>
    > print "Input: "
    > input = gets
    > while input.chomp.downcase != (EXIT || QUIT) #only works for exit


    It can help to take apart expressions in irb (interactive ruby):

    $ irb
    >> EXIT = "exit"

    => "exit"
    >> QUIT = "quit"

    => "quit"
    >> EXIT || QUIT

    => "exit"
    >> "quit" == (EXIT || QUIT)

    => false

    > #Do something
    >
    > print "Input: " #pick up the next input and check it
    > input = gets
    > end
    >
    > I know that Ruby has a lot of shortcuts, but if you post any please
    > explain how they work (or provide a link to a good explanation.


    Something to tinker with:

    print "Input: "
    while input = gets
    case s = input.chomp.downcase
    when "exit", "quit"
    puts "You wanted to #{s} this mighty fine program?"
    break
    else
    puts "Why do you say '#{s}'?"
    print "Input: "
    end
    end
    puts "Done."
     
    Joel VanderWerf, May 7, 2011
    #6
  7. Bill W.

    Hashmal Guest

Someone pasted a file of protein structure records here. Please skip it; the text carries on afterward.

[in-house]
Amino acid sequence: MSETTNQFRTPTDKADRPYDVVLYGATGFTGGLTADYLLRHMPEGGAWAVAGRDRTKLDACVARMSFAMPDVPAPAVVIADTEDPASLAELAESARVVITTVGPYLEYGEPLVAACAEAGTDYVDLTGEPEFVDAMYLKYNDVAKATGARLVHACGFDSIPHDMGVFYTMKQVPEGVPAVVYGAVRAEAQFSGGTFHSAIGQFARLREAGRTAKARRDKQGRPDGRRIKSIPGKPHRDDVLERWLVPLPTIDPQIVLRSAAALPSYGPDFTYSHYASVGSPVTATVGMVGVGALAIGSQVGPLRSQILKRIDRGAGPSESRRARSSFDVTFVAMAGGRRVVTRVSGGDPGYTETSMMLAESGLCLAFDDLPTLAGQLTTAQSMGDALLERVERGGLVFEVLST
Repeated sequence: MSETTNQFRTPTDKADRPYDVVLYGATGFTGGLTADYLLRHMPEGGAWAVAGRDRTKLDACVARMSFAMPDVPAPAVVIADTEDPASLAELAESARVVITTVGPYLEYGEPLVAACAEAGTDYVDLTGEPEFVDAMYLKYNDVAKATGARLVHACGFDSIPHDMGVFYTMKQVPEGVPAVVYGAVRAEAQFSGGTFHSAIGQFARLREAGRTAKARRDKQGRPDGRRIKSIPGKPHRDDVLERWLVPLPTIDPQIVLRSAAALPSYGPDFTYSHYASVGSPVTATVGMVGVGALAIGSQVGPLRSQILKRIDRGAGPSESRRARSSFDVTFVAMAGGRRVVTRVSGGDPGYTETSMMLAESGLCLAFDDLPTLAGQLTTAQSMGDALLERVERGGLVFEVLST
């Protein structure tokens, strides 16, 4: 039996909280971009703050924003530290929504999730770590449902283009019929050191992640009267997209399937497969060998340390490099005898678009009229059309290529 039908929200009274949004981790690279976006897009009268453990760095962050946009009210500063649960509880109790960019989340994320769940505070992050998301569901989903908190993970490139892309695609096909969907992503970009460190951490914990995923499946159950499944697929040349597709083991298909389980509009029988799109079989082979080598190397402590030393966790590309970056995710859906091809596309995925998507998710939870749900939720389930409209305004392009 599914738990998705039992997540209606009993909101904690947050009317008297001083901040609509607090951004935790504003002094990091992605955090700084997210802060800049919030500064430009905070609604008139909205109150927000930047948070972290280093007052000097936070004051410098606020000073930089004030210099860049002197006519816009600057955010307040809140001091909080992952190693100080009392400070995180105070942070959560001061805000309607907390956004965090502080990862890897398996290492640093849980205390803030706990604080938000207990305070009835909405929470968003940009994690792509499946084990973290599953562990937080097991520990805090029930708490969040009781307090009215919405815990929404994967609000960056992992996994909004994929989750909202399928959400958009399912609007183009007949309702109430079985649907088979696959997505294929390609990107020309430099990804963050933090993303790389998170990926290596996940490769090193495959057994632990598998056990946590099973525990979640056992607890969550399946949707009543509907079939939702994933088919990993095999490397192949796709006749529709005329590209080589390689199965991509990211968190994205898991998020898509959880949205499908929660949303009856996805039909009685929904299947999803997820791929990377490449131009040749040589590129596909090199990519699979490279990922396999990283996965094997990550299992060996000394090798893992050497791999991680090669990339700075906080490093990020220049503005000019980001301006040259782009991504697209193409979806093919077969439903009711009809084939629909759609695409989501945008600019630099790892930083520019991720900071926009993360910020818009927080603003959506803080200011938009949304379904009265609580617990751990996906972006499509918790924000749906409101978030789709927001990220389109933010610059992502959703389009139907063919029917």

`(EXIT || QUIT)` will always return "exit" as EXIT is never `nil` or
    `false`, so in your case, the input string is never checked against `QUIT`.

    Try this:

    print "Input: "
    input = gets

    until ["exit", "quit"].include? input.chomp.downcase
    # Do something
    print "Input: "
    input = gets
    end

    As you can see you can do it without constants. the method `include?`
    checks if an element exists in the array. `until` is basically an
    inverted `while`.



    On 5/8/11 12:37 AM, Bill W. wrote:
    > Hi everyone,
    >
    > This is my first post, so I hope I don't sound too inexperienced..
    >
    > I'm trying to teach myself Ruby, and have run into an issue with a while
    > statement that will break if an input is "exit" or "quit".
    > As of right now, it works if exit is input, but not quit
    >